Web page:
Today, in a region bereft of alcohol production, Israel has seen a boom in its alcohol industry. Israeli wines have become world-renowned for their quality and taste, redefining what it means to be a kosher wine, while Israeli-produced beers such as Goldstar and Maccabee have become popular everyday drinks. Israel has also seen the craft beer phenomenon come to its shores with the opening of numerous brew pubs throughout the country.

As a result, Israel seems primed for the latest alcohol trend, micro-distilling. That’s where the Milk and Honey Distillery comes into play, seeking to grow the legacy of the “water of life” and connect with its Middle East roots. Despite that history, Milk and Honey’s Fried said that to be taken seriously, whiskey producers must look outside the Middle East and learn from the best in the world in places like Ireland, Scotland and the United States.

“I have experience in the Scottish whisky industry and have been in touch with Scottish whisky and Irish whiskey consultants to help to produce a proper whiskey,” Fried told

But despite tapping into Scottish and Irish know-how, Fried is determined to incorporate as much from Israel as he can, such as using Israeli and Jewish themes for branding and marketing, using as many Israeli ingredients as possible, and even taking advantage of Israel’s unique topography and climate.

Fried said that producing whiskey in warmer climates such as Israel’s might bring advantages.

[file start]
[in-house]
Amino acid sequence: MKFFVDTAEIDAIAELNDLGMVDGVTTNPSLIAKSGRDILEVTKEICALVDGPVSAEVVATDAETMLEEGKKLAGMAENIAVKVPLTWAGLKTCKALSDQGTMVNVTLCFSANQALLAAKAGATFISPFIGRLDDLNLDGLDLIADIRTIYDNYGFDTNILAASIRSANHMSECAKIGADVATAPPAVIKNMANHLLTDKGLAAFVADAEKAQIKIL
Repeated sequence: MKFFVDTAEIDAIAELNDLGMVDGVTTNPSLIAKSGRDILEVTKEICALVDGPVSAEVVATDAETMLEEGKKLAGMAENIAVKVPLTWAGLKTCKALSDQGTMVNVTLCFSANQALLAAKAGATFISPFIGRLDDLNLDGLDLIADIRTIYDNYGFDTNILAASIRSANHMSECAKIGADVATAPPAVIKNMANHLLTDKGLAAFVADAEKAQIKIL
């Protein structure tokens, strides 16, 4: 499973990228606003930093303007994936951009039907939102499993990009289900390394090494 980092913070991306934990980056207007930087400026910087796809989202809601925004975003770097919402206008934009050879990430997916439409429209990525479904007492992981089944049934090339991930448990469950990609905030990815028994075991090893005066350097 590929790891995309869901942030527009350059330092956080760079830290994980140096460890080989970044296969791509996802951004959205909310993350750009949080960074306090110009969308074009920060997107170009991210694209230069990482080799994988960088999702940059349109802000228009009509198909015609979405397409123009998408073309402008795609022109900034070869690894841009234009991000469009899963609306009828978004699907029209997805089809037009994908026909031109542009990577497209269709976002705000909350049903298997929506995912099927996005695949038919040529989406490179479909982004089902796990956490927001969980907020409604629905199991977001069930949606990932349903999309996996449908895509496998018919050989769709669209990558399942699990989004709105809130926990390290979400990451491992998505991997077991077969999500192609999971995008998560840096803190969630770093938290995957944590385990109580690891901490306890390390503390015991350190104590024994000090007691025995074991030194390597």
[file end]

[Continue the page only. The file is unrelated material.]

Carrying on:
“The Indian-produced whiskey Amrut, which has won numerous awards for its single malts, produces its whiskey quicker while maintaining high quality because the warmer climate helps to speed the aging process,” he said.

Additionally, Fried said he might consider aging some of his barrels down by the Dead Sea—the lowest place in the world.

A bottle of the Israeli beer, Goldstar. Photo: Achi Raz.

While Israel is famous for its frustrating bureaucracy, Fried said it shouldn’t be too difficult to get a distillery running soon.

“There isn’t much red tape in Israel when it comes to producing whiskey,” he said. “Israel doesn’t have much of a history in alcohol and as a result doesn’t have a legacy of laws left over from prohibition, like in America, that stunted the growth of American craft beer and whiskey until recently.”

But Fried’s biggest challenge may be Israelis themselves. While beer and wine are very popular in the Jewish state, vodka is very popular within the country’s large Russian community, and Arabs consume moonshine-like Arak, there isn’t much of an appreciation for whiskey in Israel.

“There will be a lot of educating to do,” Fried said.

With some strong investors already in place, however, Fried said he fully expects to begin whiskey production by the end of 2013 or early 2014.

“We eventually plan on having a fully functioning distillery with a visitor’s center to educate and allow people to experience the whiskey culture,” he said.

A special note to whiskey connoisseurs: The author, keeping in line with his Irish heritage, chooses to spell whiskey with an “e” rather than “whisky.”